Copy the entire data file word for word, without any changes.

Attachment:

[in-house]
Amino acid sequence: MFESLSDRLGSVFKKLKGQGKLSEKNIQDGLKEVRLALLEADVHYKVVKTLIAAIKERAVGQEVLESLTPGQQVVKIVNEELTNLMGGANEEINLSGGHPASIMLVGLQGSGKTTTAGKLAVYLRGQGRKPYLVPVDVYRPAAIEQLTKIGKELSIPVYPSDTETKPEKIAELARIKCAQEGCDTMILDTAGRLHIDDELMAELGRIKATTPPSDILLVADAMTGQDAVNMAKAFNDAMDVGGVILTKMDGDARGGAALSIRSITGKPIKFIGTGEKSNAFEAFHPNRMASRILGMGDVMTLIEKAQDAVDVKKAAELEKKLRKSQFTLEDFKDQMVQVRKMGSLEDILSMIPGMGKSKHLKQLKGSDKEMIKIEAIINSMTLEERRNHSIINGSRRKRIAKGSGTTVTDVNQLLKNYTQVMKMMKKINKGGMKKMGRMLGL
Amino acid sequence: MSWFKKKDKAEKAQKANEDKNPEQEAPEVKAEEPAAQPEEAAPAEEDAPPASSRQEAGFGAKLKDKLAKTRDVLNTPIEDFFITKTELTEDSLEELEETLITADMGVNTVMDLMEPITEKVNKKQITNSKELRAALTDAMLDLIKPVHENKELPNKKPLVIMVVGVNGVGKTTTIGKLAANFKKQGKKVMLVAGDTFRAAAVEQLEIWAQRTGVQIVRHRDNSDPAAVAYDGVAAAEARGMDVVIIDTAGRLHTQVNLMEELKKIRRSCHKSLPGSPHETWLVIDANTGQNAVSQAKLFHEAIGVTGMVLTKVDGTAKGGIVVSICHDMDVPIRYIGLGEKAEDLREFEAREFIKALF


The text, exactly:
[in-house]
Amino acid sequence: MFESLSDRLGSVFKKLKGQGKLSEKNIQDGLKEVRLALLEADVHYKVVKTLIAAIKERAVGQEVLESLTPGQQVVKIVNEELTNLMGGANEEINLSGGHPASIMLVGLQGSGKTTTAGKLAVYLRGQGRKPYLVPVDVYRPAAIEQLTKIGKELSIPVYPSDTETKPEKIAELARIKCAQEGCDTMILDTAGRLHIDDELMAELGRIKATTPPSDILLVADAMTGQDAVNMAKAFNDAMDVGGVILTKMDGDARGGAALSIRSITGKPIKFIGTGEKSNAFEAFHPNRMASRILGMGDVMTLIEKAQDAVDVKKAAELEKKLRKSQFTLEDFKDQMVQVRKMGSLEDILSMIPGMGKSKHLKQLKGSDKEMIKIEAIINSMTLEERRNHSIINGSRRKRIAKGSGTTVTDVNQLLKNYTQVMKMMKKINKGGMKKMGRMLGL
Amino acid sequence: MSWFKKKDKAEKAQKANEDKNPEQEAPEVKAEEPAAQPEEAAPAEEDAPPASSRQEAGFGAKLKDKLAKTRDVLNTPIEDFFITKTELTEDSLEELEETLITADMGVNTVMDLMEPITEKVNKKQITNSKELRAALTDAMLDLIKPVHENKELPNKKPLVIMVVGVNGVGKTTTIGKLAANFKKQGKKVMLVAGDTFRAAAVEQLEIWAQRTGVQIVRHRDNSDPAAVAYDGVAAAEARGMDVVIIDTAGRLHTQVNLMEELKKIRRSCHKSLPGSPHETWLVIDANTGQNAVSQAKLFHEAIGVTGMVLTKVDGTAKGGIVVSICHDMDVPIRYIGLGEKAEDLREFEAREFIKALF